Saturday, April 12, 2008

Some liturgical differences between Latin and Eastern Catholic Churches, Part 1

As I wrote in a previous post, I have an unswerving affection for the style of worship found in the Eastern Rite of the Catholic Church. Although all Eastern Churches do not share the exact same liturgy, as a whole I detect a greater sense of mysticism (mystery of God) in their liturgical and ceremonial praxis. In this post, and in a series of posts to follow, I will detail some of the differences between Roman Catholics and our brethren of the Easter Church. Tied into this subject matter is the historicity that brought about the split between churches in communion with the Bishop of Rome and those who call themselves Orthodox. It's a bit more intricate than what some people think.

The Icon Screen or iconostasis

In most of the Byzantine Catholic Churches a very visible structure measuring several feet high, and comprising of three doors and a number of panels, separates the sanctuary and the altar from the nave where the congregants gather. This structure, called the icon screen or iconostasis, can reach all the way to the ceiling of the Church, and is decorated with icons of Jesus, saints, and the Mother of God (theotokos). The iconostasis also contains three doors: two single doors to the left and the right of it with a double door in the center. This double door is called the Royal or Holy Doors because only the Eucharist, Bishop, or priest can pass through it.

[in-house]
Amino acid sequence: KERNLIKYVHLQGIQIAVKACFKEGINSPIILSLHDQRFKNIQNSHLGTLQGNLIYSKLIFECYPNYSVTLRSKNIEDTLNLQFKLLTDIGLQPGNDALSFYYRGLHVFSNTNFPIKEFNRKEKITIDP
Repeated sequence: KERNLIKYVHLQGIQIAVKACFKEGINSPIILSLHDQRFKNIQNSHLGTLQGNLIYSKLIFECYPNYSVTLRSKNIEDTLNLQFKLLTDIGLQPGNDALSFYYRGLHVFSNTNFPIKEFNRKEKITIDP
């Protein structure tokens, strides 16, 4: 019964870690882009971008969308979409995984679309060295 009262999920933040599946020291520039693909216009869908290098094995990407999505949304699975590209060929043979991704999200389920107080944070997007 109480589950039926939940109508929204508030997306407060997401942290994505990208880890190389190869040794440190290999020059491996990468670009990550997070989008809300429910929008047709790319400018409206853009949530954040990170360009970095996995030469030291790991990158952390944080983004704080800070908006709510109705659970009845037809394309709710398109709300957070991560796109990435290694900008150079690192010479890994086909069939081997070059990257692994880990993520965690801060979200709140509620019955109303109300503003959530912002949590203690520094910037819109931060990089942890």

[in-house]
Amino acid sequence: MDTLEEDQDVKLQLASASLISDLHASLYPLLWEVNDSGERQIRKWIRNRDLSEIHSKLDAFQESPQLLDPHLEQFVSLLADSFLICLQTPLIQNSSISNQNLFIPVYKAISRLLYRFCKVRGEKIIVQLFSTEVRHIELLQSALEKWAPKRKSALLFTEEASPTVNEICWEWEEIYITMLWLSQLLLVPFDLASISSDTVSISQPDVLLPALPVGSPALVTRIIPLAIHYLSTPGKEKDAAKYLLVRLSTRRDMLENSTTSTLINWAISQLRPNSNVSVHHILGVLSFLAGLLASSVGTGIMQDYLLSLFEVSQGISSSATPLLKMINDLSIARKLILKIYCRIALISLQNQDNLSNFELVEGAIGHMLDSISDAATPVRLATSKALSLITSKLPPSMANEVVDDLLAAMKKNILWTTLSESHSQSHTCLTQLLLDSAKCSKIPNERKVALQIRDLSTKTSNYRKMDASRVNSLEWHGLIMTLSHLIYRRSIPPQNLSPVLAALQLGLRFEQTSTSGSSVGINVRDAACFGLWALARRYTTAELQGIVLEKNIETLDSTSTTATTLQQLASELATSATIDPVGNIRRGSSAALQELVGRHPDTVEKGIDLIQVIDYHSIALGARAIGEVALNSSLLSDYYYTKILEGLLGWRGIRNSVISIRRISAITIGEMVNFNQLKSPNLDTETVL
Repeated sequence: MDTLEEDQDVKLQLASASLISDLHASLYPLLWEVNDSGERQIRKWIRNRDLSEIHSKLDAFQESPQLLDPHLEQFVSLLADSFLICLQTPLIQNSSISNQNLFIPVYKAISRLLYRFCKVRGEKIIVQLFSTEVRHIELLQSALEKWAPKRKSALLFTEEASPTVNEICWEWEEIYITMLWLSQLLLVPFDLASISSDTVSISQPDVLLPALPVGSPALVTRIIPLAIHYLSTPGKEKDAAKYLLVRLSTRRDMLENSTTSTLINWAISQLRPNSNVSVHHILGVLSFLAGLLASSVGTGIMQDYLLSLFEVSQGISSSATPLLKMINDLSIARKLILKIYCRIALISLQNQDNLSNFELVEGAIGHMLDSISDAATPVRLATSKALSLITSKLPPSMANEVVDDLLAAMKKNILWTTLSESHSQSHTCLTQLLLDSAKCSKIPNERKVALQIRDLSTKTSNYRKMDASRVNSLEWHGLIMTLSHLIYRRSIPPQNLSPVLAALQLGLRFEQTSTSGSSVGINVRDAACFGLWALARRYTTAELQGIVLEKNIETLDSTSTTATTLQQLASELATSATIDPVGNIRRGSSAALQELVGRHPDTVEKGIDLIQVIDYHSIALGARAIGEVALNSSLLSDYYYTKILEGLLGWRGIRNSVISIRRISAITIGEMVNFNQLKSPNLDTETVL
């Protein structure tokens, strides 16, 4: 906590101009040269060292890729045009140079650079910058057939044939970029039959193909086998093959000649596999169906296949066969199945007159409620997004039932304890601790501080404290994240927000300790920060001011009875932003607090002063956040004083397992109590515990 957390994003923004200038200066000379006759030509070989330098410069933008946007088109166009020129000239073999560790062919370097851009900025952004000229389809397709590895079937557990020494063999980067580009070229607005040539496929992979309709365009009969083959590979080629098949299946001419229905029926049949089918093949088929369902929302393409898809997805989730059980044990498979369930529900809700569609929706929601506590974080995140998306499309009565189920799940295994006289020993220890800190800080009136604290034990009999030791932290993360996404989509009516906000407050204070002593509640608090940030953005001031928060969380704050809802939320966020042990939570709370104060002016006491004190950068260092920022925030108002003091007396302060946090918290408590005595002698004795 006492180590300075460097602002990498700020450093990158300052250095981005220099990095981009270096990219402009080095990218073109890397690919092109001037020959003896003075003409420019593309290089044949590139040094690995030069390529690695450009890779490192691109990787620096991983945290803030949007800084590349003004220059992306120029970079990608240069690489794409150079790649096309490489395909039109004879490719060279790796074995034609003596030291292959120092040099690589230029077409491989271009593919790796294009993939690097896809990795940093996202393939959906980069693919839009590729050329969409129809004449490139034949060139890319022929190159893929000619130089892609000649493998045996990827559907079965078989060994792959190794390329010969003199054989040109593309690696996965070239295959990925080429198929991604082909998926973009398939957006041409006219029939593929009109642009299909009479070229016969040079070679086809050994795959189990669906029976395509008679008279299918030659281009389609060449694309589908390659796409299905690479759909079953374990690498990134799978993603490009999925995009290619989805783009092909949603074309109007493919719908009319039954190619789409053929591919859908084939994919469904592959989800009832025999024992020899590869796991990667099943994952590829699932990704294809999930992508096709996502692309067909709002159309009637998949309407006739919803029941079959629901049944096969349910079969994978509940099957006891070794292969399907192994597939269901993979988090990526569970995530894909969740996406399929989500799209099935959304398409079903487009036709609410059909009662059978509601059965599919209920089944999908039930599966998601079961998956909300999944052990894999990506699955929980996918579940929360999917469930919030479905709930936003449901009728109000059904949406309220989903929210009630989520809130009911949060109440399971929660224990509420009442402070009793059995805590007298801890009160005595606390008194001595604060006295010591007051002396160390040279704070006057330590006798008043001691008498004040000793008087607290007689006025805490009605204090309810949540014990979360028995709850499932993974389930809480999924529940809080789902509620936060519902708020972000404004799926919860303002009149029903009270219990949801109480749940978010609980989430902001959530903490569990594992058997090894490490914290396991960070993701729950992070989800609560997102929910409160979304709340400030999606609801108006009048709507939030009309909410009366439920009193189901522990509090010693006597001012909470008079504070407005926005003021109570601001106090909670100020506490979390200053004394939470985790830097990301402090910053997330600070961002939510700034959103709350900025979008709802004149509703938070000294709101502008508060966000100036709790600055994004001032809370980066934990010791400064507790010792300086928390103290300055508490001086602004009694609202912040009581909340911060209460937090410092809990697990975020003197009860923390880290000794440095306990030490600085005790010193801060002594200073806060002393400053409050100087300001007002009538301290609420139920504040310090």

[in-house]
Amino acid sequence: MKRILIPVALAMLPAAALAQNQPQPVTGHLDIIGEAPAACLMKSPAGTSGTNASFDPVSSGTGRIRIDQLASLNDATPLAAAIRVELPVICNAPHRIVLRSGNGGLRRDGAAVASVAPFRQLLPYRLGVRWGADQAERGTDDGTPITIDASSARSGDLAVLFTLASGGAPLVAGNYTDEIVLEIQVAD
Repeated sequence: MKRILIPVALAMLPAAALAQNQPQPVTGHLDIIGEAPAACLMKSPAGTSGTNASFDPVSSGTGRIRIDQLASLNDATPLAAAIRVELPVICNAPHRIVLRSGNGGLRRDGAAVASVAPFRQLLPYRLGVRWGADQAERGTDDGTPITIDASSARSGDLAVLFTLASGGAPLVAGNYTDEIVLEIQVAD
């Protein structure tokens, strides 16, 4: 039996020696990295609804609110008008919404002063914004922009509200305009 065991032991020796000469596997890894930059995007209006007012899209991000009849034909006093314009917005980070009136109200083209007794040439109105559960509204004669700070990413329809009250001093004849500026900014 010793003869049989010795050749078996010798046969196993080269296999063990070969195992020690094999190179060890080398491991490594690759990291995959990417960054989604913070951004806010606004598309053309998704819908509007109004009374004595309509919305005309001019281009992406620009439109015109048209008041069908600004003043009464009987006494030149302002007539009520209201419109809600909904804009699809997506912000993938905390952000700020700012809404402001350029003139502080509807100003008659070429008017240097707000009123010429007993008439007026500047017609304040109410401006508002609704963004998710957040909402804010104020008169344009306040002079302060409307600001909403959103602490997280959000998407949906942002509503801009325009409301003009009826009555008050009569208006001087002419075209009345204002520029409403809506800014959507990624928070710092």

The icon screen’s primary functionalities are that of separator (keeping the sanctuary and the altar divided from the nave) and also as a connective conduit between Heaven and Earth. As a separator it symbolizes the tremendous gulf between humanity and God, and the incomprehensible love God has for His creation by reaching out to us and becoming one of us. As a link, we can think of the iconostasis as the point of demarcation where Heaven and Earth connect.

In the Byzantine tradition, the readings to the congregations are chanted facing the congregation. But during the solemn Eucharistic sequences of the mass, the priest stands within the sanctuary with his back to the congregation. This practice impresses in the minds of the congregants the significance of the Consecration and the special veneration applied to such action.

Sadly, in order to conform with Western architecture, many Byzantine Churches removed the icon screen from their liturgical traditions. In recent times, however, they have found greater popularity and are experiencing a restoration to the place they once held.

This You Tube video, although not in English, shows the Consecration beginning inside the sanctuary. To avoid cacophony, either mute the You Tube video or pause the music player.


Tracy said...

Super post Tom! Very interesting!!!

Adrienne said...

Ok. This is wonderful. We have actually been contemplating going to the Eastern rite.

Wonderful post. I'll try to squeeze time away from my music listening to keep up;)

Jaimie said...

We have an Eastern church that is located in our diocese and we have been encouraged to visit to experience their liturgy.

The only thing we are told is to pack a lunch! It goes on for hours!

Someday I will go to check it out.

Shirley said...

Thanks for doing this series, Tom. I have been curious about the Eastern Rites for some time.